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The working title of the film was 24 Hours of Le Mans. The closing credits include the following statement: "And special appreciation to David Piper for his sacrifice during the filming of this picture." Piper, a stunt driver, lost his leg during filming after his car lost control while he was driving at 150 miles-an-hour. The closing titles list Steve McQueen, Erich Glavitza, Peter Huber and Jonathan Williams both in the cast credits and as car drivers. Although Filmfacts stated that the film included a song with music by Michel LeGrand and lyrics by Alan and Marilyn Bergman, no song was heard in the viewed print.
Le Mans, known as the 24 hueres du Mans, is the best known sports car endurance contest in the world, featuring forty-six cars racing simultaneously in a number of different categories. The overall winner is the car that covers the greatest distance in twenty-four hours. Organized by the Automobile Club de L'Ouest, the competition is held every summer at the Circuit de la Sarthe near Le Mans, France. The first race occurred in May 1923 and subsequently has been held every Jun. As depicted in the film, the race traditionally begins at 4 p.m. local time on Saturday and ends twenty-four hours later. The race is held on a non-permanent track that is thirteen kilometers (or 8.1 miles) long that has been modified several times over the years to make the course safer. Beginning in 1971, three drivers were allowed per car. As shown in the movie, two drivers per car were required until then, with four-hour time limits on each uninterrupted drive. None of the drivers May drive longer than fourteen hours during the twenty-four hour race.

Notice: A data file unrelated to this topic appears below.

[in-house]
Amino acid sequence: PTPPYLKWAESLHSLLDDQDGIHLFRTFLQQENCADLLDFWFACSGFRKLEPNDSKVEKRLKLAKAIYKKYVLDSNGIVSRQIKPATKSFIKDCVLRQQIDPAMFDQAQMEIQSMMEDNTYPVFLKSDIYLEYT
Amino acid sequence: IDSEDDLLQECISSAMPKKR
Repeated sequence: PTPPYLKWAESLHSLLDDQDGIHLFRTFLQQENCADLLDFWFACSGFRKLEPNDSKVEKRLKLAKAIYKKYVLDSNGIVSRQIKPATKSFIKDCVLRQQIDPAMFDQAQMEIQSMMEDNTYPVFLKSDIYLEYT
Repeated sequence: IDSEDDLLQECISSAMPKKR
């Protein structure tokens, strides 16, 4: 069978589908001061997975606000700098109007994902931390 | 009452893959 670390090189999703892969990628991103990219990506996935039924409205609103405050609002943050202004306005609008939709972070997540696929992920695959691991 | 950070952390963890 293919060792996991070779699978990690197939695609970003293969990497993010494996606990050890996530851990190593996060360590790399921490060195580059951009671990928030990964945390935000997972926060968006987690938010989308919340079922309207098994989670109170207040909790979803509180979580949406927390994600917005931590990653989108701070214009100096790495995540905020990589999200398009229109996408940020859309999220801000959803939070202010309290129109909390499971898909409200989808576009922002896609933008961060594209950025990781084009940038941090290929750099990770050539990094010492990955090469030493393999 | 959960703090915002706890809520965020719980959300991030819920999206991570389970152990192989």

The film's development begin in the mid-1960s, according to a biography of McQueen. An August 1968 Hollywood Reporter item announced that McQueen's company, Solar Productions, Inc., had joined with Cinema Center Films (CCF) to produce two features, one of which would be Le Mans, in which McQueen would also star. The script was to be written by Denne Bart Petitclerc. According to a May 1968 Hollywood Reporter article, principal photography was set to begin in January 1969. A March 1970 Daily Variety item stated that John Sturges had been assigned as director and the production would begin shooting on location in June 1970 to coincide with the actual Le Mans race. The article also noted that McQueen, an avid car racing aficionado, recently had placed second with partner and Revlon heir Peter Revson in the twelve-hour race at Sebring, FL. According to the Variety review of Le Mans, a deal to release the picture was struck between McQueen, Sturges and Warner Bros., provided the film would be released before M-G-M's 1966 production Grand Prix.
Although May and June 1970 news items list Walter Lassally as the cinematographer, he is not listed in the onscreen credits and his contribution to the final film is has not been confirmed. A July 29, 1970 Daily Variety news item indicated that after nearly seven weeks of shooting, Sturges quit the production and was replaced by Lee H. Katzin. The production then went on hiatus for two weeks for maintenance of the twenty-five racing cars used in the film. The hiatus was extended when John T. Kelley was summoned to France to re-write the script, according to a August 4, 1970 Daily Variety piece. However, the extent of Kelley's contribution, if any, to the final production has not been determined.